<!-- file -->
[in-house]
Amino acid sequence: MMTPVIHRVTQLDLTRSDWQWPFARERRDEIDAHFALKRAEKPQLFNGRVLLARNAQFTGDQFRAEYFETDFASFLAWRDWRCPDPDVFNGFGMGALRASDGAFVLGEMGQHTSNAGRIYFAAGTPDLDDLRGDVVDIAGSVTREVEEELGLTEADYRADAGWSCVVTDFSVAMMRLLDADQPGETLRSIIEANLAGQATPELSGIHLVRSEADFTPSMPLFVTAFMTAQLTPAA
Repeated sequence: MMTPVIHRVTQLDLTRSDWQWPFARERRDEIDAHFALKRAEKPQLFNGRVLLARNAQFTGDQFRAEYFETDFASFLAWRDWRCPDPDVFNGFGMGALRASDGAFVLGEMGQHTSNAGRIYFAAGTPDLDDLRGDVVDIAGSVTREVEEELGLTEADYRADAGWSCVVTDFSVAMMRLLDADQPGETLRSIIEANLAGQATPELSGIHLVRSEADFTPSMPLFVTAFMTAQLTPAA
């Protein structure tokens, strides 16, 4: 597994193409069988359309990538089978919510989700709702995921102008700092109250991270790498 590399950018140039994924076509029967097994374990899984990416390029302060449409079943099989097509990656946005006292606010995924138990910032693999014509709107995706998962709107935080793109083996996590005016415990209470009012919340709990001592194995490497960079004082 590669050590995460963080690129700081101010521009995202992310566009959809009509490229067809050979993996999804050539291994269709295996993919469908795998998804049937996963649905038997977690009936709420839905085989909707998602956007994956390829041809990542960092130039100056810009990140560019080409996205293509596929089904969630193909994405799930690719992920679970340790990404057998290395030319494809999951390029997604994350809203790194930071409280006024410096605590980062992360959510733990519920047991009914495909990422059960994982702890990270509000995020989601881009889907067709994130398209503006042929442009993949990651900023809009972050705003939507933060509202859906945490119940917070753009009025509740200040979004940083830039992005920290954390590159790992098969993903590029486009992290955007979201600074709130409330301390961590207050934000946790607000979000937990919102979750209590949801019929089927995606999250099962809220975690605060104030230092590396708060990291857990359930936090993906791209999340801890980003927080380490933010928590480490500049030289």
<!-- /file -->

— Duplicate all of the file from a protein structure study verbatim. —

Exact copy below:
[in-house]
Amino acid sequence: MMTPVIHRVTQLDLTRSDWQWPFARERRDEIDAHFALKRAEKPQLFNGRVLLARNAQFTGDQFRAEYFETDFASFLAWRDWRCPDPDVFNGFGMGALRASDGAFVLGEMGQHTSNAGRIYFAAGTPDLDDLRGDVVDIAGSVTREVEEELGLTEADYRADAGWSCVVTDFSVAMMRLLDADQPGETLRSIIEANLAGQATPELSGIHLVRSEADFTPSMPLFVTAFMTAQLTPAA
Repeated sequence: MMTPVIHRVTQLDLTRSDWQWPFARERRDEIDAHFALKRAEKPQLFNGRVLLARNAQFTGDQFRAEYFETDFASFLAWRDWRCPDPDVFNGFGMGALRASDGAFVLGEMGQHTSNAGRIYFAAGTPDLDDLRGDVVDIAGSVTREVEEELGLTEADYRADAGWSCVVTDFSVAMMRLLDADQPGETLRSIIEANLAGQATPELSGIHLVRSEADFTPSMPLFVTAFMTAQLTPAA
């Protein structure tokens, strides 16, 4: 597994193409069988359309990538089978919510989700709702995921102008700092109250991270790498 590399950018140039994924076509029967097994374990899984990416390029302060449409079943099989097509990656946005006292606010995924138990910032693999014509709107995706998962709107935080793109083996996590005016415990209470009012919340709990001592194995490497960079004082 590669050590995460963080690129700081101010521009995202992310566009959809009509490229067809050979993996999804050539291994269709295996993919469908795998998804049937996963649905038997977690009936709420839905085989909707998602956007994956390829041809990542960092130039100056810009990140560019080409996205293509596929089904969630193909994405799930690719992920679970340790990404057998290395030319494809999951390029997604994350809203790194930071409280006024410096605590980062992360959510733990519920047991009914495909990422059960994982702890990270509000995020989601881009889907067709994130398209503006042929442009993949990651900023809009972050705003939507933060509202859906945490119940917070753009009025509740200040979004940083830039992005920290954390590159790992098969993903590029486009992290955007979201600074709130409330301390961590207050934000946790607000979000937990919102979750209590949801019929089927995606999250099962809220975690605060104030230092590396708060990291857990359930936090993906791209999340801890980003927080380490933010928590480490500049030289």